In the run up to London Fashion Week‘s FW18 show season I was asked a few times who I was most looking forward to seeing and as I thought about the previous season, there was one name that kept jumping out at me: STARSICA.  The fledgling brand showed as part of Fashion Scout’s Ones to Watch for SS18 and put together a striking and playful collection featuring neon, cutouts and 90’s style logos.  It’s a show that really stood out and one that I was definitely looking forward to this season.

FW18 saw designer Ike Seungik Lee produce his first full collection and like anyone else, I wondered how this would stand up against some of the more established designers who had shown before STARSICA on days one, two and three.  I needn’t have worried, the STARSICA show was an absolute doozie and even now, it’s one of the one’s that stands out in my mind as being one of the strongest shows of the season in terms of the collection, the production and the darkness.  Oh the darkness…..

The show, entitled “Seirēn sings for a Mad King” takes its inspiration from learning the phenomenon of otherness.  The idea behind the collection is primarily derived from observing the behaviours of the unspecified masses around us and Lee does this to perfection.  From the eerie opening to the jerky music box soundtrack, the show had me captivated from start to finish.

There is an inherent sense of humour and futility in the collection that is the DNA of STARSICA, displaying distorted aspects of our society in conceptual symbols.  The models walked as exaggerated versions of themselves with jerky motions and through theatrical breaks and interactions with the audience they left us wondering if, in essence, we are all the Mad King.  We utilise the vision of those who interpret the egos and lives of others through their own subjective perspectives.  With this in mind, the collection constitutes a sense of dramatic construction, and draws on reinterpreting Greek tragedy as a fashion monologue.  It truly was a sight to behold and truly if you weren’t there, you missed out.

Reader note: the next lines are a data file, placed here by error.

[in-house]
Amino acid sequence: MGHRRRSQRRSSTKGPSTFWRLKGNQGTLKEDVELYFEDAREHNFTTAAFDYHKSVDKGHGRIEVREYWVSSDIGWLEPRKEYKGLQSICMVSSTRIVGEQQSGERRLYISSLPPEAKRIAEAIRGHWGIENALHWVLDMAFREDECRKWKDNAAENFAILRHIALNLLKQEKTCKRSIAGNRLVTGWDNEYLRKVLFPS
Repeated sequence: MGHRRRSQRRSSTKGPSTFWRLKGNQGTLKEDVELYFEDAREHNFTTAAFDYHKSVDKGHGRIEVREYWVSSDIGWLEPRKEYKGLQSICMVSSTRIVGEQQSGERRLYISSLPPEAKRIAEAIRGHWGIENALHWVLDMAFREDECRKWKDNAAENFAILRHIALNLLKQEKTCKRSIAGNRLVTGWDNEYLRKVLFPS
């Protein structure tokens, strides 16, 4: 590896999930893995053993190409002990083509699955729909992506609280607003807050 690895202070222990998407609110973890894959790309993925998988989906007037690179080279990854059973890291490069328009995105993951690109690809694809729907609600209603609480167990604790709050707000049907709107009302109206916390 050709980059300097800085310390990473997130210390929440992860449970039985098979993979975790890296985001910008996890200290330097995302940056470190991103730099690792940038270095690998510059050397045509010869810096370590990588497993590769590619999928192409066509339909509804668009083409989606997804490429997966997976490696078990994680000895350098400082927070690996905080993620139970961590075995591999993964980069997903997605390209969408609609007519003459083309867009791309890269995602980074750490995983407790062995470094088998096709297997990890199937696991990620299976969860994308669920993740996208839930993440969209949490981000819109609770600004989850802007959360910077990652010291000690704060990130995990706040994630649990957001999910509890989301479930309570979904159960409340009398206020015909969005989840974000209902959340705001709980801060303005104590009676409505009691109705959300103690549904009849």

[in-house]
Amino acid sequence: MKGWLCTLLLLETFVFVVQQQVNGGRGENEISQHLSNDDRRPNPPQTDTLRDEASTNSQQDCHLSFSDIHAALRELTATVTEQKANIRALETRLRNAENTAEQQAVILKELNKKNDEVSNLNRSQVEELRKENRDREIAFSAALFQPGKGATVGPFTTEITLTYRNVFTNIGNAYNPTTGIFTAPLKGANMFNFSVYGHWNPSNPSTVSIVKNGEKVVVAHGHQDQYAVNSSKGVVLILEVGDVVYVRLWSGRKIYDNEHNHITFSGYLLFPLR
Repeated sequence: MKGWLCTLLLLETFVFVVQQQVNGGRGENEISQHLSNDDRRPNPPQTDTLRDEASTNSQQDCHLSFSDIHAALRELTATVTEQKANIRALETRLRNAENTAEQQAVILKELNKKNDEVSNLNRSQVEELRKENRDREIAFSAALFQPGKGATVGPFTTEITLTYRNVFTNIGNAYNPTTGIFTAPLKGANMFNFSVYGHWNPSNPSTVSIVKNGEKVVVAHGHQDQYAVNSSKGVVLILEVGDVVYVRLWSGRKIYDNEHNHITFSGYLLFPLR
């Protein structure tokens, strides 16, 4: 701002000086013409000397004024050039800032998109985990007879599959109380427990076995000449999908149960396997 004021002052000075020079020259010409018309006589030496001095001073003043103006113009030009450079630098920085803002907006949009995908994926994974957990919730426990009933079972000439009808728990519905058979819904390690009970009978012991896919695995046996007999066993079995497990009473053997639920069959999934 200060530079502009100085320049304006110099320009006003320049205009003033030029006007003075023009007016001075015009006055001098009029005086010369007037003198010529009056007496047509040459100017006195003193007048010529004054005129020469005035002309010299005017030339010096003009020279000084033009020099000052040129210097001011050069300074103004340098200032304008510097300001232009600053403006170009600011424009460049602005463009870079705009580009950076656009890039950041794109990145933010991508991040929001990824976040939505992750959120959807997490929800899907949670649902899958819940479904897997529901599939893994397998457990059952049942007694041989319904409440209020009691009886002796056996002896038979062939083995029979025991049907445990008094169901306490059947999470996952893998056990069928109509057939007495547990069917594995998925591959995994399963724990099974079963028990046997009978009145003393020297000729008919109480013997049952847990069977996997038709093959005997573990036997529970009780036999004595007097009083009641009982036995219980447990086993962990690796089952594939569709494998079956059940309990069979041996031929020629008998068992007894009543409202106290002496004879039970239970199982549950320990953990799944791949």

STARSICA’s models took on the appearance of siren-like dolls, a little like the Monster High dolls a child would play with, eerily made up to fit a distorted ideal.  They carried with them pieces from the debut STARSICA accessory line in the form of three dimensional coffin shaped bags which reinterpret the portable bags carried by the Mad King himself, hand mirrors and even bird cages.  Semiotic symbols adorned a grey suit which stood out in a collection where every piece was saleable.

The playful motifs in wings and soft fur which can be understood as symbols of Siren, the troubadour, have been reinterpreted with a modern twist and found in the prints of Lee’s own paintings and the patterns created by embroideries.  These echo the essence of mythological elements such as the star, bird and semiotic signs, the collection is as fun and uplifting as it is spooky and eerie.

Inversely, the Mad King is portrayed through the gothic arched lines in wearable suits and hard reliefs on coats.  The primary colour for the Mad King is dark purple, while grey is used to describe the Mad King’s power.   Finally, glen check patterns and wide sleeves create the juxtaposition of fabrics and colours to express intertextuality and cohesive characteristics of Siren and the Mad King.  These pieces are highlighted with romantic silhouettes on tail edges, scribble prints and splashes of gold which reflect the sense of sadness brought about by the death of the Mad King, perhaps the reason for the models appearing so tortured.  I loved every minute of it and left feeling like this was probably going to be the most memorable show of the season.  I wasn’t wrong.

Pixie

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